The DeSantis campaign is banking on a win in Iowa or a strong second-place showing to inspire GOP voters around the country who are either “not for Trump” or are willing to consider alternatives, according to an internal campaign memo reported by the Associated Press.

DeSantis campaign communications Director Andrew Romeo said the governor “has the best combination of endorsements, ground game, and message in the early states, which is why the former president continues to attack only him.”

Team Trump has a different view.

“Rob DeSanctimonious has until Dec. 12 to remove his name from the Florida ballot or face losing his home state by 40+ points, ending his political career,” Trump adviser Jason Miller said on social media.

Nikki Haley

The former U.N. ambassador has been beating expectations largely by demonstrating her foreign-policy chops, seeking a middle ground for her party on abortion, and showing she’s not afraid to criticize Mr. Trump.

She has climbed to second place in New Hampshire in a recent poll.

Another sign of her strong performance this year — in a recent poll by Marquette Law School, Ms. Haley leads Mr. Biden by 12 percentage points, a greater margin than any of her Republican rivals. Were it not for a certain elephant in the room, Ms. Haley could emerge as the party’s nominee.

Unfortunately for Ms. Haley and the others, two-thirds of GOP primary voters say they’re happy with Mr. Trump.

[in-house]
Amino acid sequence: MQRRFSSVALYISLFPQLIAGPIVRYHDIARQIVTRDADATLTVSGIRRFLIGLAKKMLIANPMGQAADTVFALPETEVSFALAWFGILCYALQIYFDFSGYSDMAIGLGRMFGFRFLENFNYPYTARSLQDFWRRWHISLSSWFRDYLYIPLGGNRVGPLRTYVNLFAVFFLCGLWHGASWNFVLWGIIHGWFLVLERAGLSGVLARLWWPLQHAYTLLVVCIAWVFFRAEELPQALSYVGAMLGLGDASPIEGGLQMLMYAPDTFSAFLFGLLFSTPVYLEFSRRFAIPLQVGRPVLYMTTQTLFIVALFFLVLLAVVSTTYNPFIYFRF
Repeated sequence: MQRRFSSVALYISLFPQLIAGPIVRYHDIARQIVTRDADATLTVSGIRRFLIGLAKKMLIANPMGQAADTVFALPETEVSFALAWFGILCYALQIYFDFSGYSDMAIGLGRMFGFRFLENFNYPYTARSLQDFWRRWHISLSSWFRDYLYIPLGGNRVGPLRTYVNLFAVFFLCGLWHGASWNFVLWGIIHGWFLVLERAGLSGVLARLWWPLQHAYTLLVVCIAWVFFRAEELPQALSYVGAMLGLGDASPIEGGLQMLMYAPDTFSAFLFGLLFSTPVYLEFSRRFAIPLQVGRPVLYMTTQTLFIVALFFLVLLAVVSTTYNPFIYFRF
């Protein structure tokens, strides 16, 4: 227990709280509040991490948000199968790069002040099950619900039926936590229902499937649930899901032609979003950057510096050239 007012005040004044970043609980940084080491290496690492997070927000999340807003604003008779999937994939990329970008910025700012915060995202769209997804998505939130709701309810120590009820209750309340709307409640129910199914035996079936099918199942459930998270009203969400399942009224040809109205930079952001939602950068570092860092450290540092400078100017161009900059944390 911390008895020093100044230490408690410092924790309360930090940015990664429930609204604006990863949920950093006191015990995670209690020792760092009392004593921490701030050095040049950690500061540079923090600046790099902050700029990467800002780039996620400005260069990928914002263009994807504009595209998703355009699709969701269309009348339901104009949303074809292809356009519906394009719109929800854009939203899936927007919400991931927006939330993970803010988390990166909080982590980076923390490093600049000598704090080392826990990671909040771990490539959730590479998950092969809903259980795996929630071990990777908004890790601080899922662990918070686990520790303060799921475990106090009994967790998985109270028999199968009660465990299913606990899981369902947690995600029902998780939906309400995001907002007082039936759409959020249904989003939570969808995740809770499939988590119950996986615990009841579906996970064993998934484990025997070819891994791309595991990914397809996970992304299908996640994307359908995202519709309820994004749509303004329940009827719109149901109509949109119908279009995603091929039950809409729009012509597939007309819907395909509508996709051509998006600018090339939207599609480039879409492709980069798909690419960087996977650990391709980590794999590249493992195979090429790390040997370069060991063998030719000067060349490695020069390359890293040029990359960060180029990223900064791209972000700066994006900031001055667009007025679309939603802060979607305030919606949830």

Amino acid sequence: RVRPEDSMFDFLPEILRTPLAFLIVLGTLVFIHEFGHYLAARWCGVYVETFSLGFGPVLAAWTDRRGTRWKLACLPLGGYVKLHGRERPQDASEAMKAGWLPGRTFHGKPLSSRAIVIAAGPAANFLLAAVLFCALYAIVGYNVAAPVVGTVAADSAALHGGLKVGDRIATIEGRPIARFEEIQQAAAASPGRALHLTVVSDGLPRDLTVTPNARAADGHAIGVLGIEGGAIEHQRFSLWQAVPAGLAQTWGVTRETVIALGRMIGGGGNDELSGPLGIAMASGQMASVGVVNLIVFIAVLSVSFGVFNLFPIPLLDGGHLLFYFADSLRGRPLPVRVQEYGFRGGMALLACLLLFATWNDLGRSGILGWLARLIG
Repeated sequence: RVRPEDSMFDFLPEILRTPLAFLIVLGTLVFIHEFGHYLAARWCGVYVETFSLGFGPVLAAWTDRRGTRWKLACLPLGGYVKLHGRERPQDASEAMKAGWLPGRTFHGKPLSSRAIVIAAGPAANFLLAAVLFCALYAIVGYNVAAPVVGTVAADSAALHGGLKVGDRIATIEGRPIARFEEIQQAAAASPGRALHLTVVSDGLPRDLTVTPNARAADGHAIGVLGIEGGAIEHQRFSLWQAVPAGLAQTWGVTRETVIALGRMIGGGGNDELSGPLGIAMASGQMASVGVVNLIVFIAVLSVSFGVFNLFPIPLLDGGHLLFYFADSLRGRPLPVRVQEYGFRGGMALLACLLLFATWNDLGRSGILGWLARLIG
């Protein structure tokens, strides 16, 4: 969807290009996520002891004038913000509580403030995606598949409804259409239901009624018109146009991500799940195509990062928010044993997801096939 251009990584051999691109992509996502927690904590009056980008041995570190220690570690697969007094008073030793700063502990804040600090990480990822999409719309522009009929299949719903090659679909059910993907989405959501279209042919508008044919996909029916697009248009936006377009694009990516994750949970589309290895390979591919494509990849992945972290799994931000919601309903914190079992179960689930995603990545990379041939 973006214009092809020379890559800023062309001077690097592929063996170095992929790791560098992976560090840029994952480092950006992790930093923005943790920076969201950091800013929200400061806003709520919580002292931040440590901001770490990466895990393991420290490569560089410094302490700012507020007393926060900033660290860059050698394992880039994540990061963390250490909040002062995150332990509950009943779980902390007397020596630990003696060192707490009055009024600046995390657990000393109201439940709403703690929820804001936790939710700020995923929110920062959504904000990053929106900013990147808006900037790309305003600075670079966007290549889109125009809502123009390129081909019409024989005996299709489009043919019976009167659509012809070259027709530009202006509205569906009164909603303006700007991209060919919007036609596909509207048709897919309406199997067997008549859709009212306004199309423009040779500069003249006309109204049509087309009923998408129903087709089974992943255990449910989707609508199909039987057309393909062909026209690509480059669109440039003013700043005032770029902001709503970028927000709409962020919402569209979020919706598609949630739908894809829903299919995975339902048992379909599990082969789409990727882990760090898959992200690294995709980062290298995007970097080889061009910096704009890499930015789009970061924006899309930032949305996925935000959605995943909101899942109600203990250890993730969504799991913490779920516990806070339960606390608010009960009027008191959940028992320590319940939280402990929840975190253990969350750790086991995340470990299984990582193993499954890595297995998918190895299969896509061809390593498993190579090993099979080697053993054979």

And then there’s her feud with rival Vivek Ramaswamy. It’s understandable how he could get under a competitor’s skin, but Ms. Haley didn’t help herself last week by suggesting that Mr. Ramaswamy has a “girl problem,” in part, because he keeps attacking her. That sounds like using gender as a shield or making a clumsy appeal to women voters from the only female candidate.

She won’t win, but she gets an A for effort.

Vivek Ramaswamy

Essentially this is the lane that Mr. Ramaswamy has charted for himself: he admires Mr. Trump so much, he wants to prevent the former president from winning a second term.

The businessman is trying to portray himself as the new, energetic face of America First. He opposes U.S. aid to Ukraine in its war against Russian invaders, and he supports ending birthright citizenship for children of illegal immigrants.

Running as the unindicted version of Mr. Trump, he won’t win, either. But Mr. Ramaswamy’s position in the race does show success in another way. When the campaign began, Mr. Ramaswamy was the ultimate unknown candidate. In a New Hampshire poll last week, Mr. Ramaswamy was only 1 point behind Mr. DeSantis.

Probably small consolation to both men.

Chris Christie

The former New Jersey governor positioned himself as the truth-teller about Mr. Trump, but soon learned that it made no difference whatsoever. He believes that Mr. Trump will be convicted on criminal charges and that somebody else must therefore become the GOP‘s nominee. Why not a Jersey guy who used to put crooks in federal prison for a living? Why not a Jersey guy who was among Mr. Trump‘s biggest backers in 2016?

“If he’s convicted, which he will be … is there going to be anything else discussed from late April to November [2024] other than the fact that Donald Trump is a convicted federal felon?” Mr. Christie said on Fox recently. “We’re going to lose this election to Joe Biden if we nominate him. We got to get smart about it now.”

Unfortunately for him, “getting smart” and “nominating Chris Christie” makes sense to about 3% of GOP voters. And they’ve had all year to think about it.

Doug Burgum and Asa Hutchinson

They are still in the race. Your guess is as good as ours.

Source:Washington Times